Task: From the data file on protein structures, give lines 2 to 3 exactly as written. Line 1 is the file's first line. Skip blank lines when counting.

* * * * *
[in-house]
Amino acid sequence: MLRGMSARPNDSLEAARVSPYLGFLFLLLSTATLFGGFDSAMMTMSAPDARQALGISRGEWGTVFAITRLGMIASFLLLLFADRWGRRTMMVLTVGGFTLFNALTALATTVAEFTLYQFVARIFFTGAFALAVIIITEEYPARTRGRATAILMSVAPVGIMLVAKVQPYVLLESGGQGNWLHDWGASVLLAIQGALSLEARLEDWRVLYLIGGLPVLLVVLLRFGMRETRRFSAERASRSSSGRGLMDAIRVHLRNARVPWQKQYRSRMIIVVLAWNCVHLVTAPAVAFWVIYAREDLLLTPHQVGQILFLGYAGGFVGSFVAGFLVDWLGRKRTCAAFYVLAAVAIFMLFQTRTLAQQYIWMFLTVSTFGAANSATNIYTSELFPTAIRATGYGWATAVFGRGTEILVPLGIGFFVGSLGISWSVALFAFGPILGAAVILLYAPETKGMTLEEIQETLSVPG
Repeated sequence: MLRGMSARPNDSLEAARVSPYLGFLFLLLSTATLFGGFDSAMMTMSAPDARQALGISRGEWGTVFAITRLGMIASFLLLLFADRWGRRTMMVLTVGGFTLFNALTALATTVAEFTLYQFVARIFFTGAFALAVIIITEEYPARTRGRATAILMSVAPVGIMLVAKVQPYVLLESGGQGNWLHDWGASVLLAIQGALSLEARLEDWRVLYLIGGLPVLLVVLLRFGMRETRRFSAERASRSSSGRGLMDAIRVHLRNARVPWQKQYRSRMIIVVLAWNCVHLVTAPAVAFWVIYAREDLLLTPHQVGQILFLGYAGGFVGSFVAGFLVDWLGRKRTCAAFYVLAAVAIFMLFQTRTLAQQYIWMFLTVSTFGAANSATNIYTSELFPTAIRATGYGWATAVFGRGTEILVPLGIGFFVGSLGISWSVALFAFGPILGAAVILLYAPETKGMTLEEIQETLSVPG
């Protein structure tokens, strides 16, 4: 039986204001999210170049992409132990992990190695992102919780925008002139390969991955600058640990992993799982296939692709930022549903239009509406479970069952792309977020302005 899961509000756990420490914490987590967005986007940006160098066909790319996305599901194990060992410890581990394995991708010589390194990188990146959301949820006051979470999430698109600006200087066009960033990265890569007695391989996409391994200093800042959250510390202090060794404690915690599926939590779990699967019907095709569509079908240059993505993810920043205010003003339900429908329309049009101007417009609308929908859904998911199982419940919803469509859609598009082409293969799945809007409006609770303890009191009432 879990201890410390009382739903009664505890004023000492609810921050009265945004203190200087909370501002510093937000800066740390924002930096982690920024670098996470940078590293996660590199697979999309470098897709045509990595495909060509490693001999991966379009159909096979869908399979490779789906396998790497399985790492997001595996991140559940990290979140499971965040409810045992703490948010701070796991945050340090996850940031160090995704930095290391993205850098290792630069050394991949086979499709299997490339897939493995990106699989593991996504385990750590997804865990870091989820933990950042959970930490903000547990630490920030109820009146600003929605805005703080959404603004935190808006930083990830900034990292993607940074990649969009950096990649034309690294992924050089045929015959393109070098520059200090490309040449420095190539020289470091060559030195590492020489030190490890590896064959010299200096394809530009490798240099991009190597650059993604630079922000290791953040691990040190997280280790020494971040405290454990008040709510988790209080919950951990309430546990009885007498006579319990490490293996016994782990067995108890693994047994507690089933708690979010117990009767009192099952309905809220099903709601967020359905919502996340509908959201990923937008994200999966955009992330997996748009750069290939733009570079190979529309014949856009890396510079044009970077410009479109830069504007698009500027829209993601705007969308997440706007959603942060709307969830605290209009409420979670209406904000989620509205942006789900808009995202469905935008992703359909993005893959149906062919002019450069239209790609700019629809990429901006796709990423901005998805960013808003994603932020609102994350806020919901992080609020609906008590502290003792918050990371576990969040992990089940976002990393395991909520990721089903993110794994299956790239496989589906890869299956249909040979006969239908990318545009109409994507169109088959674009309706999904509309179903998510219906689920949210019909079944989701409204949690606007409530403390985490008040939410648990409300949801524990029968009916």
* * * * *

Amino acid sequence: MLRGMSARPNDSLEAARVSPYLGFLFLLLSTATLFGGFDSAMMTMSAPDARQALGISRGEWGTVFAITRLGMIASFLLLLFADRWGRRTMMVLTVGGFTLFNALTALATTVAEFTLYQFVARIFFTGAFALAVIIITEEYPARTRGRATAILMSVAPVGIMLVAKVQPYVLLESGGQGNWLHDWGASVLLAIQGALSLEARLEDWRVLYLIGGLPVLLVVLLRFGMRETRRFSAERASRSSSGRGLMDAIRVHLRNARVPWQKQYRSRMIIVVLAWNCVHLVTAPAVAFWVIYAREDLLLTPHQVGQILFLGYAGGFVGSFVAGFLVDWLGRKRTCAAFYVLAAVAIFMLFQTRTLAQQYIWMFLTVSTFGAANSATNIYTSELFPTAIRATGYGWATAVFGRGTEILVPLGIGFFVGSLGISWSVALFAFGPILGAAVILLYAPETKGMTLEEIQETLSVPG
Repeated sequence: MLRGMSARPNDSLEAARVSPYLGFLFLLLSTATLFGGFDSAMMTMSAPDARQALGISRGEWGTVFAITRLGMIASFLLLLFADRWGRRTMMVLTVGGFTLFNALTALATTVAEFTLYQFVARIFFTGAFALAVIIITEEYPARTRGRATAILMSVAPVGIMLVAKVQPYVLLESGGQGNWLHDWGASVLLAIQGALSLEARLEDWRVLYLIGGLPVLLVVLLRFGMRETRRFSAERASRSSSGRGLMDAIRVHLRNARVPWQKQYRSRMIIVVLAWNCVHLVTAPAVAFWVIYAREDLLLTPHQVGQILFLGYAGGFVGSFVAGFLVDWLGRKRTCAAFYVLAAVAIFMLFQTRTLAQQYIWMFLTVSTFGAANSATNIYTSELFPTAIRATGYGWATAVFGRGTEILVPLGIGFFVGSLGISWSVALFAFGPILGAAVILLYAPETKGMTLEEIQETLSVPG